Defending a view called color skepticism—distinct from radical skepticisms—about the external world

Color and Consciousness

An Essay in Metaphysics

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Charles Landesman

"Landesmanís discussion is lucid, competent, and in many spots original. This metaphysical topic is hot just now, and of recurring historical concern, and of genuine philosophical interest; those three features do not often coincide."
William G. Lycan, University of North Carolina

Charles Landesman deals with the philosophical problems of perception and with the status of color properties and he comes to the surprising conclusion that nothing at all has any color, that colors do not exist. In making the case for his "color skepticism," Landesman discusses and rejects historically influential accounts of the nature of secondary qualities—such as those of Locke, Reid, Galileo, and Hobbes—as well as the more recent work of Kripke, Grice, and others.

Philosophers have debated whether colors are real qualities of bodies, merely dispositional properties, or mental entities caused by the impact of light upon the visual system. The author argues that none of these alternatives can be adequately defended and that they all assume that a correct theory of color must preserve, to some extent, our commonsense beliefs. Instead, Landesman defends a view called color skepticism, that nothing has any color, neither bodies nor appearances. Since this view is based upon an argument that includes certain empirical premises, he distinguishes it from the radical skepticisms about the external world identified with the thought of Descartes and Hume.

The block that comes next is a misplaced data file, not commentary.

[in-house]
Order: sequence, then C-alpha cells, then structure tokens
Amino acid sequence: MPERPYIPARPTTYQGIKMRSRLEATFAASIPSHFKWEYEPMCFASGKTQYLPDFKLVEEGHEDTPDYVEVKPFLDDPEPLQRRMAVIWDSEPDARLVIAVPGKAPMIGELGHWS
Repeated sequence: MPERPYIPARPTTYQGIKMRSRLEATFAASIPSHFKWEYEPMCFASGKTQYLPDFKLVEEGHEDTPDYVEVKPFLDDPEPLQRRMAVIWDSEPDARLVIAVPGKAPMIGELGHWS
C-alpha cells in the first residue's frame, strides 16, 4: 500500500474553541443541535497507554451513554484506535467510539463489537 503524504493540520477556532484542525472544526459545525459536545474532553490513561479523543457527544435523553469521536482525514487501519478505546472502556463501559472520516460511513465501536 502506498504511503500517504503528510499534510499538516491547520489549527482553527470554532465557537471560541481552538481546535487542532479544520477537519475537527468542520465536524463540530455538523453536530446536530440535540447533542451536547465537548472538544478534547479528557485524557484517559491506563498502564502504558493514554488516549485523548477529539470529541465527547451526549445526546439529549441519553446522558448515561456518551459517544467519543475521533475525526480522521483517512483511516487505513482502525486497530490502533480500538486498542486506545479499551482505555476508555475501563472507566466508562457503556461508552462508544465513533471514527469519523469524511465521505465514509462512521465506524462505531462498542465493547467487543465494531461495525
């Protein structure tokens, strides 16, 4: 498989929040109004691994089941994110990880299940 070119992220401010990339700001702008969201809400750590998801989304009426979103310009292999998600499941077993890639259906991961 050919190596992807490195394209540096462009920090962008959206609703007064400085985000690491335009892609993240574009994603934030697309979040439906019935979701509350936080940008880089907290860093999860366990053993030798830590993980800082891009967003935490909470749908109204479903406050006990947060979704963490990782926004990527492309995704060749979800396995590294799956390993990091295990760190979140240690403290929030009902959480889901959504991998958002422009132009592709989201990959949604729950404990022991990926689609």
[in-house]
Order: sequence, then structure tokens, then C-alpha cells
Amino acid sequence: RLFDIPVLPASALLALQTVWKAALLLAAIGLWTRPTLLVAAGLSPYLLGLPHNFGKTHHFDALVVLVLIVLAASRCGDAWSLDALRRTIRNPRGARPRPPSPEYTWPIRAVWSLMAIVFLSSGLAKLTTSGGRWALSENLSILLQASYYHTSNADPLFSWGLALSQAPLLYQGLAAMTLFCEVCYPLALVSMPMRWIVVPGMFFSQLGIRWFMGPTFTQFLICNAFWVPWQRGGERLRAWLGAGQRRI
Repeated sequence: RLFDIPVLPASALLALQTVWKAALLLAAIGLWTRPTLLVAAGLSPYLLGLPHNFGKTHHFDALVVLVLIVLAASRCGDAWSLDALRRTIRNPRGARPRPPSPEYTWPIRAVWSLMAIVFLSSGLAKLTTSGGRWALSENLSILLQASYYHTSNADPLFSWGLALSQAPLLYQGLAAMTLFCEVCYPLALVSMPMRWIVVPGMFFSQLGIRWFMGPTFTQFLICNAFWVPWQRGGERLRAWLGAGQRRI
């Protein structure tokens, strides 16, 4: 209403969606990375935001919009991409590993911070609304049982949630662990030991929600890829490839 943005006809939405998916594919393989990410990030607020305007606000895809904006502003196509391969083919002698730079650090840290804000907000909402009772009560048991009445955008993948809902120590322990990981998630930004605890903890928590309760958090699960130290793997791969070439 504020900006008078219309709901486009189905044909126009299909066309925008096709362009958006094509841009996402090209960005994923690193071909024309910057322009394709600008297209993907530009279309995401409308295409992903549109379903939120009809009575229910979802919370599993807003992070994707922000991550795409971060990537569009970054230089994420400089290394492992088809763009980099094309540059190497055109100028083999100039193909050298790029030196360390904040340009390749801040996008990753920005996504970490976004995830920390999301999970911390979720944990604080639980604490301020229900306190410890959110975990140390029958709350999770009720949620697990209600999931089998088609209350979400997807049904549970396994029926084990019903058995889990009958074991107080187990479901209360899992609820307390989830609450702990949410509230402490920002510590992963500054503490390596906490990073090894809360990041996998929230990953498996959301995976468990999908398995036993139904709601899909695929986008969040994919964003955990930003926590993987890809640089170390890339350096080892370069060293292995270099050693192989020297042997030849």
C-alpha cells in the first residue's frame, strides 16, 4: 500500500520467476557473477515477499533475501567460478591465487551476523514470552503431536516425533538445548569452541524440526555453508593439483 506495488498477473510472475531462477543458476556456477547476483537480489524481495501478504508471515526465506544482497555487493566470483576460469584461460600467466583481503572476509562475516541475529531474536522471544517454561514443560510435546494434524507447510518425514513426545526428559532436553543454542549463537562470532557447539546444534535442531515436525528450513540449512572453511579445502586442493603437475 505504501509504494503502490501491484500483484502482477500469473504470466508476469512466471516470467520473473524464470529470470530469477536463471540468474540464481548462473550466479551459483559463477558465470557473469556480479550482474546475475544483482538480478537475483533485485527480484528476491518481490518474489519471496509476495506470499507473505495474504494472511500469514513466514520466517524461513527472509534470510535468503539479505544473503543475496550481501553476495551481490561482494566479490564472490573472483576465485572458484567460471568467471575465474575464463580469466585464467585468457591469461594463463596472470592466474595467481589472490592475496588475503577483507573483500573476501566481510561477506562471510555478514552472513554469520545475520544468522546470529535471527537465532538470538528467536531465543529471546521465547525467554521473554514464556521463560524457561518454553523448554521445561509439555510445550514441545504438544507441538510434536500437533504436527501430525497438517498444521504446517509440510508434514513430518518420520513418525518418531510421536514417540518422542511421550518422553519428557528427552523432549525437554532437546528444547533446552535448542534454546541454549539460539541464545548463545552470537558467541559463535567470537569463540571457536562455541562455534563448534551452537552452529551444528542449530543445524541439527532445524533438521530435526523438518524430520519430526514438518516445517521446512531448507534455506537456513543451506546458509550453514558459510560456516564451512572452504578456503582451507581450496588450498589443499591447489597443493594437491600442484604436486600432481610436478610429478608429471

Color and Consciousness treats an area of philosophy that is currently of great interest to those concerned with the theory of knowledge, metaphysics, the philosophy of mind, and the psychological theory of perception.


About the Author(s)

Charles Landesman is Professor of Philosophy at Hunter College and at the Graduate School of the City University of New York.

Subject Categories

Philosophy and Ethics



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